Looking down the One Belt, One Road

With what is termed the ‘Chinese Marshall Plan’, initiative might realise the dream of regional economic stability


Faran Mahmood May 15, 2017
PHOTO: REUTERS

ISLAMABAD: Imagine a road trip in the year 2025 along a super transnational highway that stretches from Kazan to Karachi. And this is not some ‘ghost’ highway but a ‘living’ corridor that passes through at least 50 economic centres – thanks to Chinese President Xi Jinping’s foreign policy initiatives which aims at connecting China with Eurasia.

From May 14 to 15, the first Belt and Road Forum for International Cooperation will provide a platform for Beijing to pitch its vision of One Belt, One Road (OBOR) and address concerns of other countries like the United States (US) and Japan.

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The US considers the initiative to be a direct manifestation of China’s economic slowdown and Beijing’s foreign policy to assert regional leadership – hence labelling it as the “Chinese Marshall Plan”. However, this is a false narrative that China wants to challenge Washington’s global leadership as US bureaucrats are hardwired to think in ‘geopolitical’ terms, whereas Chinese think in ‘geo-economics’ terms. In fact, if Washington and Tokyo decide to join the OBOR, it will be a win-win situation for all – though till date only the Chinese are winning.

This is evident from the success story of China’s Asian Infrastructure Investment Bank (AIIB) which is now the world’s largest multilateral development bank after the World Bank.  AIIB was a consequence of Beijing’s frustration with the fact that the Asian Development Bank (ADB) is heavily dominated by Japanese diplomats. Now, AIIB has more members than the ADB, including India along with five G7 nations.

What it holds for Pakistan

Nevertheless, as the OBOR initiative in general and China-Pakistan Economic Cooperation (CPEC) in particular will take more than two decades to complete, you may question if the ‘superhighway’ will still be relevant by that time? Will it connect communities with natural resources to industrial zones, and if it does, will countries like Pakistan end up exporting raw goods to buy value-added finished goods back from China with an unfavourable balance of trade?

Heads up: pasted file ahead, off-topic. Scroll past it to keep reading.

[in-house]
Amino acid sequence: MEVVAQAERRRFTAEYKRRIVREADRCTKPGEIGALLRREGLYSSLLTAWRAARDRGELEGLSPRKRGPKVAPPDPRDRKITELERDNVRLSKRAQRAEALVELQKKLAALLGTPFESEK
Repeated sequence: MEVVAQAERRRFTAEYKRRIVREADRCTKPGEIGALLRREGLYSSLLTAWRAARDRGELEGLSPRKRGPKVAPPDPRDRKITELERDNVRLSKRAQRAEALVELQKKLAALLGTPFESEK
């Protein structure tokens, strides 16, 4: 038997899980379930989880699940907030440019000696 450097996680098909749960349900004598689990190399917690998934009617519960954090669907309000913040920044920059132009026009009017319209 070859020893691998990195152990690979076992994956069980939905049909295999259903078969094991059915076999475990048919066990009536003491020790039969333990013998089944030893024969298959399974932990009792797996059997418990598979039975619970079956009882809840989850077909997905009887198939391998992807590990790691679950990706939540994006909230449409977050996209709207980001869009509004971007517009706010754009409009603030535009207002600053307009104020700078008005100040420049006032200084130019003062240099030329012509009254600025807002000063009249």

Or if you rephrase it: Will all roads of wealth (and power) lead back to Beijing?

Yes, OBOR has a geopolitical subtext, but it is also clear that staying away from an initiative that encompasses 100 countries with 70% of world population will not help address any geopolitical concerns. Projects like CPEC appear to be an infrastructure-led economic development model – something that has worked for the Europeans during the industrial age.  So, any country with a specialised industry or a manufacturing base will definitely benefit from the shorter routes to new markets.

However, consumer economies need to take it with a pinch of salt and should handle the matter of tariff issues and transport fees with caution. They should also seek principled clarity on the nature of infrastructure assets created from OBOR investments.

India, Iran involvement

Drawing parallels to the OBOR, India and Iran are looking forward to activate the North-South Transport Corridor (NSTC), which will connect India with Russia and Europe via Iran and Azerbaijan. Given the changing scenarios, Iran has now stopped funding Islamic parties in Azerbaijan, whereas Russia now considers Azerbaijan as a strategic trade partner.

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What does it imply for CPEC? If Iran, Afghanistan and India join CPEC, it will bring stability in the whole region and the practice of cross-border proxy wars will end. Iranian leadership already emphasised the need of cooperation between China, Pakistan, Iran and Russia for regional stability. So, if Tehran decides to be a part of both OBOR and NSTC corridors, it will become the most important strategic bit, only next to China, in cracking the puzzle of an integrated Europe and Asia.

The writer is a Cambridge graduate and is working as a management consultant

Published in The Express Tribune, May 15th, 2017.

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COMMENTS (4)

Atsul | 3 years ago | Reply | Recommend Pakistan should not allow its land to transporting Indian good transporting across its borders at any cost, this is a huge bargaining chip to bring Indian authorities to their senses. India and Iranian trade deal is just dreams unless Pakistan joins in. Since its proven now that Indians are trying hard to turn Iran and Pakistan into each other enemies. Pakistan should push back and teach India to realize that pushing terrorism and unrest in Pakistan is against their own interest. The only exception to above stand should be if India settles Occupied Kashmir issue to bring to end six decades of genocide and human rights abuses in Occupied Kashmir
vasan | 3 years ago | Reply | Recommend I keep reading ad nauseum that India must join CPEC for its own benefit. What are the benefits which will accrue to India is not clear. We do not want any of the Chinese owned industrial parks on leased Indian land to dominate our manufacturing scene. If trade is supreme, let Pakistan allow goods transport to Afganistan from India thru Wagah border, That will be putting the money where the mouth is for Pakistan. Till then it is all baloney.
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